2. Given the HIV epidemic, particularly in years past, why do you suppose nobody ever has come out with a condom proven safe for anal sex? Has your company explored the development of such a condom?
  3. Does your company do its own safety testing as it pertains to condoms holding up for anal sex?
  4. Does your company offer a product specifically recommended for anal sex?
  5. Has your company any plans to develop a condom specific for anal sex?

Neither company answered any of the questions.

Tom Paolella, associate director for global corporate communications for Ansell, maker of Lifestyles, responded with, “Regrettably, we are unable to participate in your article.”

Bruce Weiss, vice president of marketing for Trojan Brand Condoms, provided this statement: “It’s important to use a condom for every sex act including anal sex. Condoms are the best form of protection when having sex. As the most trusted brand for more than 90 years, we continue to make sex as safe and pleasurable for all those who are sexually active.”

As old as the tire

Are condoms really approaching the century mark? In fact, they are almost 160 years old, according to Case Western Reserve University.

Standard penile condoms are effective, even during anal sex. The question is just how effective.

In an article published last year by AIDSMAP, a United Kingdom-based Web site which does not accept paid advertising, U.S. Centers for Disease Control official Dawn Smith reported that condom use stops seven out of 10 anal transmissions of HIV. She made the statement during a report at the Conference on Retroviruses and Opportunistic Infections.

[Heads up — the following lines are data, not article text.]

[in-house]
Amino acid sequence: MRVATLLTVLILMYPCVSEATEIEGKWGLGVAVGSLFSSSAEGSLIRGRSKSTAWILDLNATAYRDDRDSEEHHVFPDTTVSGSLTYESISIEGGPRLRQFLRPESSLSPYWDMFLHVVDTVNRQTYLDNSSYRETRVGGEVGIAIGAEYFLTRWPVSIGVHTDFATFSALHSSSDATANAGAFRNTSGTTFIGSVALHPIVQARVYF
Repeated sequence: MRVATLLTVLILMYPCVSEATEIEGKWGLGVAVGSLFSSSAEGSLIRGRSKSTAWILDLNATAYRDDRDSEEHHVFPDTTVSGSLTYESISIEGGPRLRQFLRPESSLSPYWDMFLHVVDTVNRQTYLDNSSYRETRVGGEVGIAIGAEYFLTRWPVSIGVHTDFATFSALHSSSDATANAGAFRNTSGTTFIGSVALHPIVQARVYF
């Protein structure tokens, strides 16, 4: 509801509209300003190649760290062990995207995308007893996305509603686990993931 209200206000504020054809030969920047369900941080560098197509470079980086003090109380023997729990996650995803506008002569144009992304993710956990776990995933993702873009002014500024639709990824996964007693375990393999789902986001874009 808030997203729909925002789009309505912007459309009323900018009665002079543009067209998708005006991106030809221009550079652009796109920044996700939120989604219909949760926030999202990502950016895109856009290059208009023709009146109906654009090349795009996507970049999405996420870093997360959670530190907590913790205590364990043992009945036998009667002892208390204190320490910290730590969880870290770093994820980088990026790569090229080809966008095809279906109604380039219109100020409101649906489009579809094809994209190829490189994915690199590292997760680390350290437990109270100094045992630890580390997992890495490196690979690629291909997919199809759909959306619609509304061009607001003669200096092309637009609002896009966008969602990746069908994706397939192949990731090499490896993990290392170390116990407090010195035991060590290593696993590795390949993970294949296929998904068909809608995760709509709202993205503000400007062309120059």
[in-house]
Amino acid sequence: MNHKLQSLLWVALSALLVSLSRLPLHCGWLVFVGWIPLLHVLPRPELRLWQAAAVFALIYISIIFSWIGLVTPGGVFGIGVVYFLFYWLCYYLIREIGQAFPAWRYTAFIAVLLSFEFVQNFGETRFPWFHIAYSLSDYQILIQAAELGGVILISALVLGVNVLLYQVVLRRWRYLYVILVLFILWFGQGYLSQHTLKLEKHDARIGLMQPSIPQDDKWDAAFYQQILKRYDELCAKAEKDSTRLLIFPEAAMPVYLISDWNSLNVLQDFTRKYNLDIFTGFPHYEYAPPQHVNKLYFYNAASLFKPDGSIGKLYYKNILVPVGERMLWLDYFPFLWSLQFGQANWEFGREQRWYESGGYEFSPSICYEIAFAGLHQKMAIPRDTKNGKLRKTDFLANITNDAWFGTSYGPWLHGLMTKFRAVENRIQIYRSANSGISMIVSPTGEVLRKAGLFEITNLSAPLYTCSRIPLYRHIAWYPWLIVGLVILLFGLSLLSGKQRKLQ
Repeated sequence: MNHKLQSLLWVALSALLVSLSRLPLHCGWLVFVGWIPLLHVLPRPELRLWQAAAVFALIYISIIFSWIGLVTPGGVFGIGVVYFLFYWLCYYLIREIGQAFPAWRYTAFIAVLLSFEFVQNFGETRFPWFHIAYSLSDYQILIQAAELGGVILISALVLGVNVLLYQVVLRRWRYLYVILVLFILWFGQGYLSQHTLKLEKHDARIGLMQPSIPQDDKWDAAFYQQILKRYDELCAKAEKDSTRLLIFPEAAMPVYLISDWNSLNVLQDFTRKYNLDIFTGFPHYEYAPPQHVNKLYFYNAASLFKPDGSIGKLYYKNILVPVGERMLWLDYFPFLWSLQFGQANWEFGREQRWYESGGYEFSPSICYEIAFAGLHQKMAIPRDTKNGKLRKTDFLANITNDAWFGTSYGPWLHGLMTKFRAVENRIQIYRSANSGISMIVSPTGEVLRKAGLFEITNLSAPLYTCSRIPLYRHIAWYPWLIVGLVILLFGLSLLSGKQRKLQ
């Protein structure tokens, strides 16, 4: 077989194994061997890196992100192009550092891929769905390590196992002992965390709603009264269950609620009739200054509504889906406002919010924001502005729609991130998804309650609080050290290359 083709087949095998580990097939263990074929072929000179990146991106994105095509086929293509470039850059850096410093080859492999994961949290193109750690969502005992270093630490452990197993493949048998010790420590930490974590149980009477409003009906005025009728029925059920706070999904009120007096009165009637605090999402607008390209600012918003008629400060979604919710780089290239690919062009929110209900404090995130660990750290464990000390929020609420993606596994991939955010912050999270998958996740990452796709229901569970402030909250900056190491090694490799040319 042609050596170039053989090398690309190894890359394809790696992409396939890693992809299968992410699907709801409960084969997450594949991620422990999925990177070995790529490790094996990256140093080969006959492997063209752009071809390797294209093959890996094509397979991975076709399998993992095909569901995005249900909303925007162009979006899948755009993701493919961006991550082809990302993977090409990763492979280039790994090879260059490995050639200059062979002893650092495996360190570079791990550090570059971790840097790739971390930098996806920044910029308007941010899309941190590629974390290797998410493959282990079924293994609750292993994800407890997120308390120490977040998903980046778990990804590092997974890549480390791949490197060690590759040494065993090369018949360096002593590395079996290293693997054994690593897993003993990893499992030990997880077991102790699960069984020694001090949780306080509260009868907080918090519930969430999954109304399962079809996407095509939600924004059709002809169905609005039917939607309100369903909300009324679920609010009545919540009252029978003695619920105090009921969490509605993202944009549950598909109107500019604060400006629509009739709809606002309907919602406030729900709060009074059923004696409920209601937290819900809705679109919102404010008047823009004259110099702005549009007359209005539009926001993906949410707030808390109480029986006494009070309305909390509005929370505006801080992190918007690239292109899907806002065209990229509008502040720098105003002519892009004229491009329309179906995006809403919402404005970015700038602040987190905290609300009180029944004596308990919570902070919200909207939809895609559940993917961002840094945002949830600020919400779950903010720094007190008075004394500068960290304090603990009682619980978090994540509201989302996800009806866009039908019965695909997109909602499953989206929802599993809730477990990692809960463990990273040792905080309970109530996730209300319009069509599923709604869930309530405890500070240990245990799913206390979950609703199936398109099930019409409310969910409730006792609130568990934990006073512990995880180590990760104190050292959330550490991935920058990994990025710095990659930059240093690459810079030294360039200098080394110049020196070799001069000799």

But only one in six men used condoms consistently over the course of three years, Smith reported. The findings were made based on an analysis of data of HIV-negative men enrolled in the AIDSVAX and EXPLORE studies.

To Michael Weinstein, leader of AIDS Healthcare Foundation, condoms have proven effective for decades. He is a staunch condom proponent, sometimes attracting criticism from those who advocate for more modern HIV prevention methods such as PrEP.

[themify_quote]“We take the positions that we believe to be right and wait for the results,” he said in a statement to Imstilljosh. “Whether or not FDA approves condoms for anal sex there is incontrovertible evidence that they do work and that condom breakage is not a substantial issue. HIV infection rates fell drastically in the 1980s when condom use became a cultural norm for gay men in the United States.”[/themify_quote]

Last July, AHF partnered with LifeStyles on a “Know Your Status” social media campaign. It resulted in the donation of more than 20,000 condoms to AHF.

Meanwhile, a blog published last month by Dr. Judith Reisman, a conservative pundit, calls for a “class action lawsuit by AIDS victims and their loved ones” against groups such as “AIDS Healthcare Foundation, Planned Parenthood and a myriad of teachers and school systems, too many to count.”

Her blog, laden with derogatory descriptors for gay sex, makes the argument that condoms should not be recommended for use during anal sex since they are not FDA approved.

Resnic said condom manufacturers are not required to provide the FDA with safety data because they sell the condoms as a contraception medical device that is limited to penile/vaginal use. “In a common sense perfect world it would seem logical the FDA would require manufacturers to test condoms for anal use, however, it is unnecessary to the P&L business model of the condom manufacturers.”

David Heitz

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David Heitz can talk for hours with hookers, celebrities, scientists, doctors, criminals and cops. He has been around the block and nothing gets past him. Although he doesn't have HIV, he does have PTSD, and just wants to love somebody like everyone else. He understands stigma, fear, pain -- and joy, too. He thinks that is what makes him a good storyteller (not to mention he has been at it professionally for 30 years). He will fight tooth and nail for things he believes in.